After making the two bases, they’ll head to one of the 20 flavor vats to get a flavor boost.

Fidler: We’re always coming up with new flavors, hundreds of flavors a year, and we usually narrow it down to about three or four. We really love to bring our social mission values into our naming process. For example, Empower Mint to talk about voting rights.

Narrator: Before Ben & Jerry’s famous chunks can be added, the mix has to get to below-freezing temperatures. It’s pumped through this giant freezing barrel, and when it gets to the front, it’s finally ice cream. Along the way, it’s quality tested, meaning lucky factory floor workers get to taste the ice creams.

Then it goes into the first of two freezer visits. When it comes out, it’s 22 degrees and somewhere between the consistency of a milkshake and soft serve.

Now for the best part, the chunks. Founder Ben actually didn’t have a great sense of smell, which meant he couldn’t taste much either. So his big thing was texture. That’s why Ben & Jerry’s has some of the biggest chunks in the ice cream industry. These chunks end up in flavors like Half Baked, Chubby Hubby, or the one we’re making, Chocolate Therapy.

Workers dump in add-ins through the Chunk Feeder, from brownie bites and cookie dough globs to chocolate chunks, fruits, and nuts. They let us give it a try, but it’s not as easy as it looks. Then it’s finally time to pack those pints. Workers stack the empty containers into the automatic filler. The machine drops the pints into position and perfectly pumps in ice cream. It can fill up 270 pints a minute. The pints are pushed towards the lidder and sealed tight.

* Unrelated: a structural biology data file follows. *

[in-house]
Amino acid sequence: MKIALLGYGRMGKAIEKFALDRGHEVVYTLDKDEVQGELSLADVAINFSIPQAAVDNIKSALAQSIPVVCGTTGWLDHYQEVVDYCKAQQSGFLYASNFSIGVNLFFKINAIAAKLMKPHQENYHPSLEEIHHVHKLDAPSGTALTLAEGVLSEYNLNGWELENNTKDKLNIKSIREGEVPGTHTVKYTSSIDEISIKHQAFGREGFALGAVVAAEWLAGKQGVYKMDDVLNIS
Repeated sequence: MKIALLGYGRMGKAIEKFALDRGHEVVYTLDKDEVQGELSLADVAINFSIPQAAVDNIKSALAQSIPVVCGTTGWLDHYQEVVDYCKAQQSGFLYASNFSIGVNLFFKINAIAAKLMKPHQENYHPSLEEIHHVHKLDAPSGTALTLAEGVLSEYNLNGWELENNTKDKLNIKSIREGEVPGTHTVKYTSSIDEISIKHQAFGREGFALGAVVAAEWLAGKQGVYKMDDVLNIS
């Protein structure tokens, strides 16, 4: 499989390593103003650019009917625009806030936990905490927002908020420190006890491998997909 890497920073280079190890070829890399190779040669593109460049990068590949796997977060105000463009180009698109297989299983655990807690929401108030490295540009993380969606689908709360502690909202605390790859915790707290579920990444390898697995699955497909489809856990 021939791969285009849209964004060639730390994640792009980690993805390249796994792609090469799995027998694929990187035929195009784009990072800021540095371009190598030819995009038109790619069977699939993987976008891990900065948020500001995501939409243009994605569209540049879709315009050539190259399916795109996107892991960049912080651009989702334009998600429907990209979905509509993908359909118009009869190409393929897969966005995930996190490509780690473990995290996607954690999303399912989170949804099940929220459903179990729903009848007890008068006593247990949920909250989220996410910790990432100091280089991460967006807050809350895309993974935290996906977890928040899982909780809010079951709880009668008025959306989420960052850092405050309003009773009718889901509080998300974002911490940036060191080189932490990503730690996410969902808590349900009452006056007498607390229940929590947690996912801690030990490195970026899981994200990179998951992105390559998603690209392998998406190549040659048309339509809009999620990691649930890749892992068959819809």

At this point, six pints every hour are pulled off the line for quality testing. Quality assurance personnel first cut pints open. They’re making sure the ingredients are symmetrical and there aren’t any big air bubbles.

Worker: There is a small gap, but that’s what we call a functional void. If we saw large voids, it would be concerning. It’s actually quite the workout, as you can tell.

Narrator: They also measure the weight and volume of pints to ensure that the right amount of ice cream makes it into each container.

Worker: So, we know the weight of the ice cream, and anything below 460 is not passable.

Narrator: Now back to the factory line. It’s now time for the pints to take a second spin in the freezer. The ice cream has to get even colder, down to minus 10 degrees. The pints travel along the Spiral Hardener, a corkscrew-shaped conveyor belt inside a freezer. With the wind chill, it can get up to minus 60 degrees in there.

After three hours, the pints are finally frozen and ready to be packaged. They’re flipped over and shrink wrapped into groups of eight. Together, they make a gallon. But you’ll never actually see a gallon tub of Ben & Jerry’s ice cream, because the company never wants its ice cream going bad sitting in the back of your fridge. Once the pints are packaged, they’re ready to be shipped across the globe.

Abby Narishkin: Hey, guys, my name’s Abby, and I’m one of the producers on this video. My favorite flavor is definitely Ben & Jerry’s Milk & Cookies, but let me know your favorites in the comments below and if you have any ideas for the next episode of “Big Business.” Don’t forget to hit the subscribe button so you don’t miss out.